For Immediate Release, July 15, 2016
California Officially Lists Common Pesticide Atrazine as Reproductive Toxin
SACRAMENTO, Calif.— California today listed atrazine — the second-most widely used pesticide in the United States — under Proposition 65 as a chemical known to be linked to birth defects, reduced male fertility and reproductive toxicities in women. Products containing atrazine will now require a warning label before they can be sold in the state.
“This is an important action that California’s taken: ensuring its residents know about the serious risks associated with a very common pesticide,” said Jonathan Evans, environmental health legal director at the Center for Biological Diversity. “It’ll be a strong incentive for users to switch to safer forms of weed control.”
“Scientists have warned about the hormone-altering effects of this toxic farm poison for years, so this movement by California is welcome,” said Caroline Cox, research director at the Center for Environmental Health. “People have a right to know that risky farm chemicals like atrazine can cause severe reproductive health problems."
This decision comes amid mounting scientific evidence of the dangers of atrazine. A new analysis by the Environmental Protection Agency in June concluded that atrazine is harming many species of plants and animals at concentrations commonly found in the environment. Late last year the California chapter of the American Congress of Obstetricians and Gynecologists, distinguished atrazine researcher Dr. Tyrone Hayes, and 19 other scientists and health professionals recommended that California lower the allowable exposure levels for atrazine.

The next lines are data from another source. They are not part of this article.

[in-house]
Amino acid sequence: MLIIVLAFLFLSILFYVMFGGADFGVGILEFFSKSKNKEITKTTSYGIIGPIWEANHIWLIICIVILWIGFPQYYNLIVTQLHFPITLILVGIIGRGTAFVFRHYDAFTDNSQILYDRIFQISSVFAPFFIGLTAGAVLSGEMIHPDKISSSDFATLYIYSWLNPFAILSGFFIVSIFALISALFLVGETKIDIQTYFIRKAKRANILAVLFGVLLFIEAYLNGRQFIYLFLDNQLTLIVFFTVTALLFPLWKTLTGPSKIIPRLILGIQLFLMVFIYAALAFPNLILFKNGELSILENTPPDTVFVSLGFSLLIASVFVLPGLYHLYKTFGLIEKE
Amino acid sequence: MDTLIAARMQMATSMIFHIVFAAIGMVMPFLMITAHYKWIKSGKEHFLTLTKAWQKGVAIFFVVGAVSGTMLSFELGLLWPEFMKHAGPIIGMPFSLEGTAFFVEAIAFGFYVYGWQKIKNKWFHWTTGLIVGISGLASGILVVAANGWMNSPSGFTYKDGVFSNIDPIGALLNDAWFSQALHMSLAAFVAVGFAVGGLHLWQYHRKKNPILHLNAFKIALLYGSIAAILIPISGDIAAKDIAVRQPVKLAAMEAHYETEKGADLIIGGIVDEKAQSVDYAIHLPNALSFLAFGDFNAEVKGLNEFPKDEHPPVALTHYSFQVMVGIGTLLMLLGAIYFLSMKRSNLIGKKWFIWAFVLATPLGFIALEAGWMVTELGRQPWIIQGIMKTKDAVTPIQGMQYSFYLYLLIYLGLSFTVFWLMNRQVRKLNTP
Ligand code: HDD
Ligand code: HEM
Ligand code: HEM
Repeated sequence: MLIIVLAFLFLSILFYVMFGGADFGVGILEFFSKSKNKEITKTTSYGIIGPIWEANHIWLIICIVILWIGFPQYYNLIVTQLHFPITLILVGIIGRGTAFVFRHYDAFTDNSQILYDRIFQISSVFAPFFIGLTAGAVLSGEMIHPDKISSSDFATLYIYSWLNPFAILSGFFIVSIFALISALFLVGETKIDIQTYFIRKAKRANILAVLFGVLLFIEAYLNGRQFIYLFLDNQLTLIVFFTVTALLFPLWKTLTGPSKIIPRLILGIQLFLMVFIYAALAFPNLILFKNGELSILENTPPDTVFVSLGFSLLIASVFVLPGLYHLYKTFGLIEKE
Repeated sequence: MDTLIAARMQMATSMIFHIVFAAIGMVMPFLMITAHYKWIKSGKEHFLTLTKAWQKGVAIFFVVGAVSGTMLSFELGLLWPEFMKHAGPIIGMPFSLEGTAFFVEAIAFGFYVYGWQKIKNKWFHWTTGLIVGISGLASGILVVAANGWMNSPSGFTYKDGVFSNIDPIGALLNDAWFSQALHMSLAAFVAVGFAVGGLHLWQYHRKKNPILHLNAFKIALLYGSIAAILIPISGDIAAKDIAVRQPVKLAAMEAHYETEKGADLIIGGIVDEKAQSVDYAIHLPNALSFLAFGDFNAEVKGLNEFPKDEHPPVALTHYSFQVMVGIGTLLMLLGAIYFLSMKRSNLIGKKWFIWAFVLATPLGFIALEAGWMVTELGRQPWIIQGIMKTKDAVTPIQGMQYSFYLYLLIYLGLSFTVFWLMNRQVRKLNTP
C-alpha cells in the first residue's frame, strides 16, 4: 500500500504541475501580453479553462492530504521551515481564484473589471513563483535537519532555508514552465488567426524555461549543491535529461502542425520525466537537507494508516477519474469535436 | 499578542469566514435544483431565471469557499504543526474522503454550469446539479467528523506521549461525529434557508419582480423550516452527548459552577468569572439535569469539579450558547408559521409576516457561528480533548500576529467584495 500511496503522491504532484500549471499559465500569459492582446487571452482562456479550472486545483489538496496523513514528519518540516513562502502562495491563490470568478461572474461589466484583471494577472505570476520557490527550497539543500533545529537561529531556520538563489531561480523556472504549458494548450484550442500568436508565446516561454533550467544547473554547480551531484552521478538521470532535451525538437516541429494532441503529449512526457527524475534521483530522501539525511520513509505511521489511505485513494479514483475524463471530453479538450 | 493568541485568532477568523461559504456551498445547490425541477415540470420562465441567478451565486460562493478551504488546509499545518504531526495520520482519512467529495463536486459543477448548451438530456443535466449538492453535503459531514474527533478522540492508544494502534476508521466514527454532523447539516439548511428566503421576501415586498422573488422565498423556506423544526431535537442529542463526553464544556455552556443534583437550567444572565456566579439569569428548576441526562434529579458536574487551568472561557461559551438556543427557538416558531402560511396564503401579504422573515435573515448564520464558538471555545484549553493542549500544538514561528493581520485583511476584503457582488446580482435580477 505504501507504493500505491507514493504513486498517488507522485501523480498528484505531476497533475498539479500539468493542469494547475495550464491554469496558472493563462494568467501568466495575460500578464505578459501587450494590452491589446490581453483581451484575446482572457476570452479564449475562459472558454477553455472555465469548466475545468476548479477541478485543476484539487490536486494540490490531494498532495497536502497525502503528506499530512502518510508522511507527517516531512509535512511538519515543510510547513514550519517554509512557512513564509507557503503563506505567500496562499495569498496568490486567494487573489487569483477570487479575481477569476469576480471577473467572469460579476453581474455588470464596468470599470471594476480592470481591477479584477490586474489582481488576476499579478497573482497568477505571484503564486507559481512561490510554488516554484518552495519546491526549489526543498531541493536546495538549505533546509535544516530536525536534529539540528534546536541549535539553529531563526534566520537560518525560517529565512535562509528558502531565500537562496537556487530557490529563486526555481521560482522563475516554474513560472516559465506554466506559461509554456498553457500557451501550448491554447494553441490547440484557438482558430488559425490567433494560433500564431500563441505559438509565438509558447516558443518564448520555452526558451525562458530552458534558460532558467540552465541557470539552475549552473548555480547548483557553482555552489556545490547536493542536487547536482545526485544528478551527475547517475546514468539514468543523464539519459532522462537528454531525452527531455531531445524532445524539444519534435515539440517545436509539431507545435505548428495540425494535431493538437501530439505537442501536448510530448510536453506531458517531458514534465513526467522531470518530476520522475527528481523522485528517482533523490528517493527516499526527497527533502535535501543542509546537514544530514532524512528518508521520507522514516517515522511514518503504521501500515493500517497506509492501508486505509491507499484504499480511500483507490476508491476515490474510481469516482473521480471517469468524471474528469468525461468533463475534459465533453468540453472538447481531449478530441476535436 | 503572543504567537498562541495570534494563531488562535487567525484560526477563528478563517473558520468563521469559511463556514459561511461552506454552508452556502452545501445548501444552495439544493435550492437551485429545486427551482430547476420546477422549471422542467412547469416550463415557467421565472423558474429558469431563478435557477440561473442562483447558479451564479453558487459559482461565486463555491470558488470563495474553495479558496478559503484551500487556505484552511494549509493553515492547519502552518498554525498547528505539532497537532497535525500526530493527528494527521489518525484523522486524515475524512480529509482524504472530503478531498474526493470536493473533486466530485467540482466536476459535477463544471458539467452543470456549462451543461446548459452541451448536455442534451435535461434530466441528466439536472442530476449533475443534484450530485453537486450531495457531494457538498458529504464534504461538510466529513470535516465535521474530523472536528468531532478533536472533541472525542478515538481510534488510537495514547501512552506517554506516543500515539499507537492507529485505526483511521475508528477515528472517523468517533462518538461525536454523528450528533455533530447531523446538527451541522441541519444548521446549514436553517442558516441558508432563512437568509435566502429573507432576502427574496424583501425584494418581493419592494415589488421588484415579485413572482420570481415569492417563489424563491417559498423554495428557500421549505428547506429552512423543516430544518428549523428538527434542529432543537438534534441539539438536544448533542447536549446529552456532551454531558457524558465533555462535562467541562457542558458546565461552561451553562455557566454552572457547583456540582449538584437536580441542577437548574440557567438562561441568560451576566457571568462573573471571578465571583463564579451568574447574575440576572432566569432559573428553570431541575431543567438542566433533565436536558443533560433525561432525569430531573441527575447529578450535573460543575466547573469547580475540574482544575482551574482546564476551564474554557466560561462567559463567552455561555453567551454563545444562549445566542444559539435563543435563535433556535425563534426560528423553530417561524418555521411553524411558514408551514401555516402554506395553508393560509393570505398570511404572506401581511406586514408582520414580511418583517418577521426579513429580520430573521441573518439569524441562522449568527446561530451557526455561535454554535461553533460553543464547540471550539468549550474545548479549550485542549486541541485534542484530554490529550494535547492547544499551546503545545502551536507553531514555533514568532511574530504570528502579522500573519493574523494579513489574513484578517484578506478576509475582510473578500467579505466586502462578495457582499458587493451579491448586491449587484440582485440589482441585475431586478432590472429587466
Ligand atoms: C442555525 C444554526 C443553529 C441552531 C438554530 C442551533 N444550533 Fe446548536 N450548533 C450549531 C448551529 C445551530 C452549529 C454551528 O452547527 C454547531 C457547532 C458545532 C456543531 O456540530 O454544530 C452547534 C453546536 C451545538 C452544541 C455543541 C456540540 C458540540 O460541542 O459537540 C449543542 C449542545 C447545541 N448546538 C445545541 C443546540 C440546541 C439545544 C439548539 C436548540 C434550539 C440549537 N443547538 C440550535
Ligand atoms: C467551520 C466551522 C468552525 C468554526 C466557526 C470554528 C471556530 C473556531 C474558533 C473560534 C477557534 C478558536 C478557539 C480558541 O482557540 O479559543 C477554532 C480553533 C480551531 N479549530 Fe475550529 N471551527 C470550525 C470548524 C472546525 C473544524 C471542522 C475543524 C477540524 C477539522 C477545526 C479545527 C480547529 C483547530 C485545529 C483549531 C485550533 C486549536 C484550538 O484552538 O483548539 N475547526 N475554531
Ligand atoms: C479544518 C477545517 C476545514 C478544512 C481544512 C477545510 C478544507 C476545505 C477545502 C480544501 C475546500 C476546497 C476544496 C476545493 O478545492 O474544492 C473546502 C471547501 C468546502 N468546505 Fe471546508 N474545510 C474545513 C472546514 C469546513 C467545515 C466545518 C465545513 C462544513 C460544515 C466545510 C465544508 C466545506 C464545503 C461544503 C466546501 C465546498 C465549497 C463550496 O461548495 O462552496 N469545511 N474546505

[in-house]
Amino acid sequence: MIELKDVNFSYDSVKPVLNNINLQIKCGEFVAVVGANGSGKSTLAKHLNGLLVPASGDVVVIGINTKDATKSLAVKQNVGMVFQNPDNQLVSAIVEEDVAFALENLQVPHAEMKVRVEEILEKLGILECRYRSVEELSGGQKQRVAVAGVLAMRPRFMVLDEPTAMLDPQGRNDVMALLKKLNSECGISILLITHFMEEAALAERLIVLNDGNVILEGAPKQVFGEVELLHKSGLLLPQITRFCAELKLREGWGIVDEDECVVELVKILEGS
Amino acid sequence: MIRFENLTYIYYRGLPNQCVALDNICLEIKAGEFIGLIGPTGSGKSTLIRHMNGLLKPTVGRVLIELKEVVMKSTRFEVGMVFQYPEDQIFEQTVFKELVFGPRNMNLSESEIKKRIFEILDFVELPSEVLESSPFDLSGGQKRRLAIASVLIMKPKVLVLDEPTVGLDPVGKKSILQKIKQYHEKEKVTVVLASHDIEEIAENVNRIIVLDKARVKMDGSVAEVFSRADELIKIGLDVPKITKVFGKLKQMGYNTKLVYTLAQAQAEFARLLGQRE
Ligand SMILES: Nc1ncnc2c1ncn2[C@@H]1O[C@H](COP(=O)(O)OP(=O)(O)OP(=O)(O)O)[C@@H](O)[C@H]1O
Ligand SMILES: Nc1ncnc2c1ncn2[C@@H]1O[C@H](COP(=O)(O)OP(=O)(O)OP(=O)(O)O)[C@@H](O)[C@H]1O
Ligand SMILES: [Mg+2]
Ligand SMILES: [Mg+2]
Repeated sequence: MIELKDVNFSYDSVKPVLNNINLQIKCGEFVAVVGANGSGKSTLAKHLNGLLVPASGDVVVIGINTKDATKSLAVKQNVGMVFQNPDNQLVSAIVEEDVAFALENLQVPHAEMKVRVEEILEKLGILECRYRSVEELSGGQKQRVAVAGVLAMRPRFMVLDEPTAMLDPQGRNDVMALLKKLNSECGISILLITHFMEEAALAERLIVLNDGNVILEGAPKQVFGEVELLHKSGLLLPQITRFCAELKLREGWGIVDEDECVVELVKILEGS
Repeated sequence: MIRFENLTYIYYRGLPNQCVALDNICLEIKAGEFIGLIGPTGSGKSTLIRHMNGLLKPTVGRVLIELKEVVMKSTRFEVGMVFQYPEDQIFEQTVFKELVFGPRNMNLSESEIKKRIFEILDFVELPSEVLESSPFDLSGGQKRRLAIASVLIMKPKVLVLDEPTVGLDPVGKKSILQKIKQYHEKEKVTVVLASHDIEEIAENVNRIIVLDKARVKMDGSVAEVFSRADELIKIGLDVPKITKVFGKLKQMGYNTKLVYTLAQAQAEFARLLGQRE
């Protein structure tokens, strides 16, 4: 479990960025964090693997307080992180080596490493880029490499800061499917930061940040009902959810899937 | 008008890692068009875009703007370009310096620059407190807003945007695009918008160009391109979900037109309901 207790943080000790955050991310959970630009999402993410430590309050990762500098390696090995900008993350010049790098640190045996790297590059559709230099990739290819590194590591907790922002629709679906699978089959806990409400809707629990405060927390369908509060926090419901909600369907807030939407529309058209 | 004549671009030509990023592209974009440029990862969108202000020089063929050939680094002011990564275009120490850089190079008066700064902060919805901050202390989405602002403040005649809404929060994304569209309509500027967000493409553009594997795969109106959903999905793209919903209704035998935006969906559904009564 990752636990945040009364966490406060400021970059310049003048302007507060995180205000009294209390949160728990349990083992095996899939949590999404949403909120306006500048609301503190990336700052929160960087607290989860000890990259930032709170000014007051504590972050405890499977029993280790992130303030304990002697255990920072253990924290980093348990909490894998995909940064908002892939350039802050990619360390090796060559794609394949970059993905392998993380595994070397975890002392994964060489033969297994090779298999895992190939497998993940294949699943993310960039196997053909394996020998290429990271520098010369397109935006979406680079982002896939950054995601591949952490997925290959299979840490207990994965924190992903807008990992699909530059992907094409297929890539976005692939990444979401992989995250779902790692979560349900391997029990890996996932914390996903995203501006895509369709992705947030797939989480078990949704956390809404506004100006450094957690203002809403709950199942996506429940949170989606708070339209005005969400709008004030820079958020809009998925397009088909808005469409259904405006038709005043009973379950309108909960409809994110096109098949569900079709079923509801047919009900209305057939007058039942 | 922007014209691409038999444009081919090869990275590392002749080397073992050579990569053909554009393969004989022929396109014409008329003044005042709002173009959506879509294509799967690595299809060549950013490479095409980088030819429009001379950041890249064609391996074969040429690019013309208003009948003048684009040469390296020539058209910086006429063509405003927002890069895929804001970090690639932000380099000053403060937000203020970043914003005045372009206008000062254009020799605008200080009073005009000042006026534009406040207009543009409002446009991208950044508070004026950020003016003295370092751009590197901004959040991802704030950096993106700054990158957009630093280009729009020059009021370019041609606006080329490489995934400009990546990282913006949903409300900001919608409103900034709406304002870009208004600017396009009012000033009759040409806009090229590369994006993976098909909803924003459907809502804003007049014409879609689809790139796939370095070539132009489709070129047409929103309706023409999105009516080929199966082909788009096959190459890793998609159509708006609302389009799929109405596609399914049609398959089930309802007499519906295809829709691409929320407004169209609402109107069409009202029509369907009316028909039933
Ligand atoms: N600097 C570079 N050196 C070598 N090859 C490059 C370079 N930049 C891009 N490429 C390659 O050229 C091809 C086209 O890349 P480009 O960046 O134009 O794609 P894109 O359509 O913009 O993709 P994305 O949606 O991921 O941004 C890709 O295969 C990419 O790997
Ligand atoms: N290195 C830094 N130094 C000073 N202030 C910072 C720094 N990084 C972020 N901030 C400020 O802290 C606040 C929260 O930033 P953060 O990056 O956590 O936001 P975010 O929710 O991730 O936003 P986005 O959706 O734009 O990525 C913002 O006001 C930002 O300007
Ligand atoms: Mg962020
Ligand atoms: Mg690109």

About 80 million pounds of atrazine are used in the United States each year, contaminating ground, surface and drinking water. Atrazine — or its break down materials — was found in approximately 75 percent of stream water and about 40 percent of all groundwater samples from agricultural areas tested in an extensive U.S. Geological Survey study. In people, atrazine exposure correlates with increased risks of thyroid cancer, reproductive harm and birth defects. For example, a recent study showed that children of mothers exposed to atrazine had an increased risk of life-threatening birth defects.
Among wildlife, amphibians are particularly vulnerable to atrazine’s health effects because their permeable skins absorb contaminants from agricultural runoff and atrazine’s population-level impacts on these sensitive species are unknown. Numerous studies have shown that atrazine chemically castrates and feminizes male frogs even at concentrations lower than the level allowed in drinking water by the EPA.
This listing from California, under Proposition 65, also includes the closely related pesticides propazine and simazine as well as the breakdown products des-ethyl atrazine (DEA), des-isopropyl atrazine (DIA) and 2,4-Diamino-6-chloro-s-triazine (DACT).
The Center for Biological Diversity is a national, nonprofit conservation organization with more than 1 million members and supporters dedicated to the protection of endangered species and wild places.
The Center for Environmental Health works with parents, communities, businesses, workers, and government to protect children and families from toxic chemicals in homes, workplaces, schools, and neighborhoods.